If this is a way to justify low or no raises, why not just slide the threshold for raises instead of making everyone look like their performance dipped this year?  

RE: Employee Performance Review

I have been working for almost 40 years - yes I am an old fart... and have been through dozens of these things - on both sides and and sometimes at the same time.  I rated my guys/gals and then my boss rated me.

I HAVE NEVER FOUND ANY ONE METHOD TO BE SATISFACTORY.  Someone is always slighted or feel inferior OR gets a big head out of it.  AND IT TAKES TOO MUCH DAMN TIME.

Best bet - do your best and the pendulem will swing again.

RE: Employee Performance Review

Most of us have been there at one time or another.  Had Management By Objectives at one place.  Each year you reviewed last years objectives and then were given next years.  You were graded 0 to 5 on how well you handled last years objectives.  I think 3 was "Meets Expectations".  After a couple of years we found that we were all consistantly 3 or lower.

Seems that if you ever exceeded expectations you'd never do it again as their expectations had been elevated.

gjc
 

RE: Employee Performance Review

(OP)
Mathematically, I "exceeded expectations" in all categories but my overall rating was equivalent to "satisfactory". So even if I scored 5 out of 5 and 4 out of 4 on everything, it's impossible to get a overall score of 5 out of 5. That's just plain cheating no matter which way you look at it.

I hear what everybody's saying about just do your best and ignore the rest, but my company is in the nuclear industry and in my opinion should not be cavalier about disgruntling its employees.  

RE: Employee Performance Review

Also there will be a time that with right experience you will be able to choose as to who you work for and for how much. Just work on enhancing your experience and marketability. There is no point fighting your employers, but you can if you choose to.

Best and least expensive way to let them know that you are not happy is to leave them.  

Rafiq Bulsara
http://www.srengineersct.com

RE: Employee Performance Review

Quote (Mike Halloran):

An interesting study is that if you offer someone $100 on the condition that someone else gets $100, or you offer them $200 and the other person gets $500, most people prefer the first option.
If it was only a single person that was getting the $500, that would be fine.  However, if a number of people were getting that $500 compared to my $200, my purchasing power is decreased... in essence, it would be the same as if you had left everyone else alone and taken a few hundred out of my pocket.

Dan - Owner
http://www.Hi-TecDesigns.com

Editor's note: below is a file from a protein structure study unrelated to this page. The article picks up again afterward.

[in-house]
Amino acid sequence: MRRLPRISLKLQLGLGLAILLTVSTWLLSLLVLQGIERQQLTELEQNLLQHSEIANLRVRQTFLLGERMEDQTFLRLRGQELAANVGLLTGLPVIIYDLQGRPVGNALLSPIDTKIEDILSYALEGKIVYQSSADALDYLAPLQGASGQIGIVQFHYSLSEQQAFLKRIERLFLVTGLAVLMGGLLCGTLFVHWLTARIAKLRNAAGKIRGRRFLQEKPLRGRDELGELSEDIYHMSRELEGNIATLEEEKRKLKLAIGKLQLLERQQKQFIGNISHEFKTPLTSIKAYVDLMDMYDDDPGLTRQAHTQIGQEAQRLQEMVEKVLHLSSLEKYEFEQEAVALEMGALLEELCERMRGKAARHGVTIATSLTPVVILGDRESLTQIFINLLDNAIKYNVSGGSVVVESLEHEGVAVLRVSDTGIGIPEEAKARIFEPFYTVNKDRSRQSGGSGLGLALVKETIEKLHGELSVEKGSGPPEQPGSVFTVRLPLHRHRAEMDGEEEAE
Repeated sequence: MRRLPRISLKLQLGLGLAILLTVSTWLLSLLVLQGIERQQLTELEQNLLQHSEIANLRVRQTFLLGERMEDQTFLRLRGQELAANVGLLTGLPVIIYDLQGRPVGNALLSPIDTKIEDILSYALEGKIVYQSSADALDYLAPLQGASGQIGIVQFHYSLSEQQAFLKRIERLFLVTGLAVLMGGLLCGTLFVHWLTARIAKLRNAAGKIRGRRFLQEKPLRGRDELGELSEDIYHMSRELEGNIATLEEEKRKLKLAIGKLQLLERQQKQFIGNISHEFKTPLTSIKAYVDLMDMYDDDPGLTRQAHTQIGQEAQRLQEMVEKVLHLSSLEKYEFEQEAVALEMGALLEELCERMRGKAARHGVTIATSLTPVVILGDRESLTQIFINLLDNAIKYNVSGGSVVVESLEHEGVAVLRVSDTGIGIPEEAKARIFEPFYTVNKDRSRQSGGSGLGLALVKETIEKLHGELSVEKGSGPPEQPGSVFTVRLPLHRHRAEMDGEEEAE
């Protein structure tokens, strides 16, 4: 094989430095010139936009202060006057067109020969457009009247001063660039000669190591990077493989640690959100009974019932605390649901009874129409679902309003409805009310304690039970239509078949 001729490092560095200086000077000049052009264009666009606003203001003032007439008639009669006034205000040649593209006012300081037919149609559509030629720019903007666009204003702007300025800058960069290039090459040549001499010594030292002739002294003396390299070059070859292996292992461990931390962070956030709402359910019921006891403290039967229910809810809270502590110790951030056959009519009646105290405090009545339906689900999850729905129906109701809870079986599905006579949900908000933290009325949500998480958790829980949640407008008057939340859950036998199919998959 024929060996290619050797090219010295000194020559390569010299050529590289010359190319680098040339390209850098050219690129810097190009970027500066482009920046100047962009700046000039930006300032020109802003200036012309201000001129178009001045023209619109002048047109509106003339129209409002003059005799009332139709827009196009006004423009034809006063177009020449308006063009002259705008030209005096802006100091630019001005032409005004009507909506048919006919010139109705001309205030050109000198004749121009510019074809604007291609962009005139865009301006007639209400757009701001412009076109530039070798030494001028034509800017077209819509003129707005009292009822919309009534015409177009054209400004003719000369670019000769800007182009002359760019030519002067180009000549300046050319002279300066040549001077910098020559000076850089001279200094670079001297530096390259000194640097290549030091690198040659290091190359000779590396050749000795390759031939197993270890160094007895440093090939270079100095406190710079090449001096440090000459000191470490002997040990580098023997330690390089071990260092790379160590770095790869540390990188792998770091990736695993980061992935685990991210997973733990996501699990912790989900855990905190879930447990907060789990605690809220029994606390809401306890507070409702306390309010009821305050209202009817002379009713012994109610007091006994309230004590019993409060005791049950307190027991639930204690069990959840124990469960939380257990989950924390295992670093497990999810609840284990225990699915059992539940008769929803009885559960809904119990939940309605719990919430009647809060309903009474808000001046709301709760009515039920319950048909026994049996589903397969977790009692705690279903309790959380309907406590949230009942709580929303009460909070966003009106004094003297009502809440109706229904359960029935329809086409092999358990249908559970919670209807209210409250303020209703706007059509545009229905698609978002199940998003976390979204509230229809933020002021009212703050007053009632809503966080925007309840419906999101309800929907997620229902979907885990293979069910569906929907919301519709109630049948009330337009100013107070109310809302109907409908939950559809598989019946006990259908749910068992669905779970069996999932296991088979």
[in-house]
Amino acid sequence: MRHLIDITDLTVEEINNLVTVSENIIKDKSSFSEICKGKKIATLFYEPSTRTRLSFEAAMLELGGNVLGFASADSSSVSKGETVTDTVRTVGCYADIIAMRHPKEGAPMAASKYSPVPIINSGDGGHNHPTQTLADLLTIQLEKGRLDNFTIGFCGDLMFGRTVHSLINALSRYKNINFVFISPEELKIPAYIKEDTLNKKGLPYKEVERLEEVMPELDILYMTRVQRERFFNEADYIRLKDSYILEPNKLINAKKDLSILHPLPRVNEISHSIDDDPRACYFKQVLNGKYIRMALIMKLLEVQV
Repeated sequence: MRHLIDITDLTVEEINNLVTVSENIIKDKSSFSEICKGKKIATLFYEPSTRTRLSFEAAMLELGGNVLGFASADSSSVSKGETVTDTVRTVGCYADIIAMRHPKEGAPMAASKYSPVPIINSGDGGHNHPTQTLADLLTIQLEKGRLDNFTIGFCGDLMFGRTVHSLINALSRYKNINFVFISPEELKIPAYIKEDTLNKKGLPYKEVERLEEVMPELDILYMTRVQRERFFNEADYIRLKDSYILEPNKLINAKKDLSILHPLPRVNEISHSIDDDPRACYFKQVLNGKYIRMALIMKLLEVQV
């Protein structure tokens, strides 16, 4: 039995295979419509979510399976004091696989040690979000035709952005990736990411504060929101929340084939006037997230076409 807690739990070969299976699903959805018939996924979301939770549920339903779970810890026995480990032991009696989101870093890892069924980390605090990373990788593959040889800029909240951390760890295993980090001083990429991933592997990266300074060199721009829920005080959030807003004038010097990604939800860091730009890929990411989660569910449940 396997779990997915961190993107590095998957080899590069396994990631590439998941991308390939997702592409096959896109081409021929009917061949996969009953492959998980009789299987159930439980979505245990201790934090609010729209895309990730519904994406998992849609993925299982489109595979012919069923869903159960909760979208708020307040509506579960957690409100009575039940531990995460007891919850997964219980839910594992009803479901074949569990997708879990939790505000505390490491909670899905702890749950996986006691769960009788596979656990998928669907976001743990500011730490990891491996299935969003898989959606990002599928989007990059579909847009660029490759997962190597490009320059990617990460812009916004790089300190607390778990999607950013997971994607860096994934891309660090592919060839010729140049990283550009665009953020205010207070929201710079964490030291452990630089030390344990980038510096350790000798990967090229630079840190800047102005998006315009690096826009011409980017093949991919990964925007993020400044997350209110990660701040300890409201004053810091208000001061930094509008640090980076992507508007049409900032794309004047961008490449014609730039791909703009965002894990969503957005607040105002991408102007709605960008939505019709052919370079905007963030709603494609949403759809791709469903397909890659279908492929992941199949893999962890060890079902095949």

RE: Employee Performance Review

The Canadian military did something like this some years ago.

They did a review on the ratings and found that seldom was a score lower than a 7 out of 10 ever given (above average was the lowest rating routinely given out)

They statistically distributed the number of 10's 9's etc. that were allowed as well as the number of 1's and 2's that were forced to be given out.

Works to level the playing field where there are large numbers of people at the same organizational level and under the same manager but was difficult to implement with the trades and at bases where there were only few people in any occupational category.

They however did not use the person's numerical rating as the only input into the promotional process. The narratives were also examined as was the potential for more senior positions.

However at the end of the day it was still an attempt to make precise and impersonal the imprecise and highly personal process of rating and evaluating people.
 

Rick Kitson MBA P.Eng

Construction Project Management
From conception to completion
www.kitsonengineering.com

RE: Employee Performance Review

A young teenage girl was about to finish her first year of college. She considered herself to be a very liberal Democrat but her father was a rather staunch Republican.

One day she was challenging her father on his beliefs and his opposition to taxes and welfare programs. He stopped her and asked her how she was doing in school.

She answered that she had a 4.0 GPA but it was really tough. She had to study all the time, never had time to go out and party. She didn't have time for a boyfriend and didn't really have many college friends because of spending all her time studying.

He asked, "How is your friend Mary." She replied that Mary was barely getting by. She had a 2.0 GPA, never studied, but was very popular on campus, went to all the parties all the time. Why she often didn't show up for classes because she was hung over.

Dad then asked his daughter why she didn't go to the Dean's office and ask why she couldn't take 1.0 off her 4.0 and give it to her friend who only had a 2.0. That way they would both have a 3.0 GPA.

The daughter angrily fired back, "That wouldn't be fair, I worked really hard for mine and Mary has done nothing".

The father slowly smiled and said, "Welcome to the Republican Party".

 

"Wildfires are dangerous, hard to control, and economically catastrophic."

Ben Loosli

RE: Employee Performance Review

What if you're not lucky enough to be born into a family that can afford to send you to college?

RE: Employee Performance Review

(OP)
Welcome to the Democratic party

RE: Employee Performance Review

I'm still in shock finding out that "bonus" is not two words.

RE: Employee Performance Review

Welcome to the multiple personalities of a corporate structure!

RE: Employee Performance Review

Here's the sad part - now that you've experienced this, you're upset.   In a few years when you are now a manager and have "converted", you'll likely do the same thing and not think twice.